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A bread baker stands in front of a row of wood-fired stoves next to drying crisp bread.
Skedvi Bröd makes Swedish crisp bread
Photo: Christoffer Hunt

Overview

Meet the Original Hipsters

A thousand years before the first sourdough was set to ferment in the trendy neighbourhoods of Stockholm, crispbread bakers walked from farm to farm and baked up the rye harvests. We went looking for the origins of the modern hipster in the Swedish countryside. Written by Peter Hammarbäck

The Hipster Culture

Few species of mankind could match the invasive spread of the Hipster over the past few years. Their full beards have conquered territory after territory, continent by continent. Their insignia being the same wherever they appear, be it Mexico City or Bangkok: checkered shirts, woodworkers boots and those nerdy Moscot specs. And they are just as easily spotted by their behaviour, regardless of the habitat, which includes an enormous interest in food, particularly bread baking. They like, so they claim, “to create something tangible with my hands”, which may be a counter reaction to spending 14 hours a day in front of various Apple-screens. The Hipster likes – no, loves – everything “genuine”.

The Hipster might be a global phenomenon, but there is a small country on the northern perimeter of Europe where hipster culture has had a particular impact. This country is Sweden. Urbanisation occurs at high speed here – two busloads a day follow the lure of the capital and move to Stockholm.

Property prices in the cities rise fast – a mansion in the countryside will sell for money that buys you one room in, for example, the trendy Stockholm neighborhood of Södermalm. The lure seems to be the cosmopolitan fast lane, the constant flow of impressions.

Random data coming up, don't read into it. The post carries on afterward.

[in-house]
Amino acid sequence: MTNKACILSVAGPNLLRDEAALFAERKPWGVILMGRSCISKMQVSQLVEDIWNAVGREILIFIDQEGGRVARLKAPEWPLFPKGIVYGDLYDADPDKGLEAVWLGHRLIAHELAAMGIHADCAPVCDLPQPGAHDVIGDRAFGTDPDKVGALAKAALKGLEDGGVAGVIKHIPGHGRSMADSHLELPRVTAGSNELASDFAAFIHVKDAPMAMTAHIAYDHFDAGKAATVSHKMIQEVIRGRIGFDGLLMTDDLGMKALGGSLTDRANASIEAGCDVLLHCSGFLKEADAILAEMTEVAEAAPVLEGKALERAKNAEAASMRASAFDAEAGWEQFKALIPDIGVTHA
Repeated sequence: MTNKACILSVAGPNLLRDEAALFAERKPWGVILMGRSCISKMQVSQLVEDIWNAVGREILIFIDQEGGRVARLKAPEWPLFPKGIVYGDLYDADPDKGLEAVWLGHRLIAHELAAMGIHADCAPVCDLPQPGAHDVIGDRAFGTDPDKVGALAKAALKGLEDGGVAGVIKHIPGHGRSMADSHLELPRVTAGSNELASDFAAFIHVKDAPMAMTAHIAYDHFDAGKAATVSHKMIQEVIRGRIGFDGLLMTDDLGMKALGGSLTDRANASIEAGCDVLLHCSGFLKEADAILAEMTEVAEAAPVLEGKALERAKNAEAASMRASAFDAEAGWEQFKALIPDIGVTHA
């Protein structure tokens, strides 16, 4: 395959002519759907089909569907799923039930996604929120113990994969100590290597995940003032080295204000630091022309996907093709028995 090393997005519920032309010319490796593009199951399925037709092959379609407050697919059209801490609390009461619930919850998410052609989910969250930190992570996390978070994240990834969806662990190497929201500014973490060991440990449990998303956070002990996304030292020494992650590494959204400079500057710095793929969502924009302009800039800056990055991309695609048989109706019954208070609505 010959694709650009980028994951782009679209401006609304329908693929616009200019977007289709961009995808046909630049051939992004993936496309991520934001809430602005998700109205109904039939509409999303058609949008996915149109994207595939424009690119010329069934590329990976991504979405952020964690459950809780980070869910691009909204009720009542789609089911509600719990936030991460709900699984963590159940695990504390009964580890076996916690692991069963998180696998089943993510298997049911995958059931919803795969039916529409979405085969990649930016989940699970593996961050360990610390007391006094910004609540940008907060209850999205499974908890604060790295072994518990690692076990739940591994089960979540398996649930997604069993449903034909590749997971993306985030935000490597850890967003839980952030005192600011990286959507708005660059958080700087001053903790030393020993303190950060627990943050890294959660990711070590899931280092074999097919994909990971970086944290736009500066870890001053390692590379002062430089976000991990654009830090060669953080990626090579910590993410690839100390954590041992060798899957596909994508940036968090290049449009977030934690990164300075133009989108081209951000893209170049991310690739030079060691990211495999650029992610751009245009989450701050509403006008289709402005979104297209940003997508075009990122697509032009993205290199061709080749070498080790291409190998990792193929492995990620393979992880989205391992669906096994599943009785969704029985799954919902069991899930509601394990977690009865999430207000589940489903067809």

An over crowded subway beats out the quiet ripple of a forest stream every time. Your grandmother’s home cooked Sunday dinner cannot match a brunch at ultra trendy Södermalm restaurant Urban Deli.

We Swedes grow up with American TV and music. We follow trendy globalists on Instagram and Pinterest. Consequently, Swedish hipsters know which bar tops the trend lists in Brooklyn within days of its opening. A few years ago, the management at Brooklyn Brewery were amazed to note that their biggest following outside the US was in a tiny country of nine million souls: Yes, Sweden.

Swedish hipster culture is, undoubtedly, driven by a certain anxiety. One week this community is sworn to the challenge to make the best Kimchi of Aspudden (note for the uninitiated: runner-up among aspiring hipster dwellings as real estate prices in Södermalm grow out of reach). Next week the very same individuals are furniture makers or hydroponic chili farmers.

It’s not a lifestyle – they are just doing their jobs


It’s like we are simply not good enough without all the right attributes in place. Checkered shirt – check. Timberland boots – check. The right Kindness-remix in the headphones – check. Full beard – check. Fixed-gear bike – check… We do not rest until the hipster style looks, and is in fact, complete.

One good thing with this is the energy it injects in to Swedish towns and cities. Young people living their dreams fill these places with fantastic hamburger joints, awesome micro breweries, cool flower shops, vintage flea markets and falafel joints.

But the Hipster Hype has also bred hordes of twenty-somethings aimlessly roaming the streets of Stockholm, Göteborg and Malmö, desperate to fill their lives with experiences and consumption, to be liked on line by Hipsters ‘over there’.

And all of this is achieving what exactly? Filling an inner void? Boosting self-esteem? Compensating for a rootless loss of ideals? “Once I have created the best food truck in town, then I’m good enough.”

Modern Swedish hipsters nourish the delusion that their ancestry trails back to the concrete jungles of Williamsburg. But they wouldn’t have had to cross the Atlantic to find people living the Hipster dream.

In the very same countryside that they have left behind there are whole populations that grow, build, bake, sew, print and generally fiddle about in full hipster fashion – and it’s not a lifestyle. They are just doing their jobs.

We visited three people in the Swedish countryside that wouldn’t dream of calling themselves hipsters. Still their lifestyle would turn most urban, anxious hipsters green with envy.

Meet glassblower Ebba, crispbread baker Joel and textile print artist Tord –  three original hipsters deeply rooted in Swedish soil.

Meet the oyster fisherman

About the writer

Journalist Peter Hammarbäck lives with his family in Stockholm. During the past few years he has delved into sourdough baking, urban cultivation, sports fishing and furniture making. None of which he has stuck with.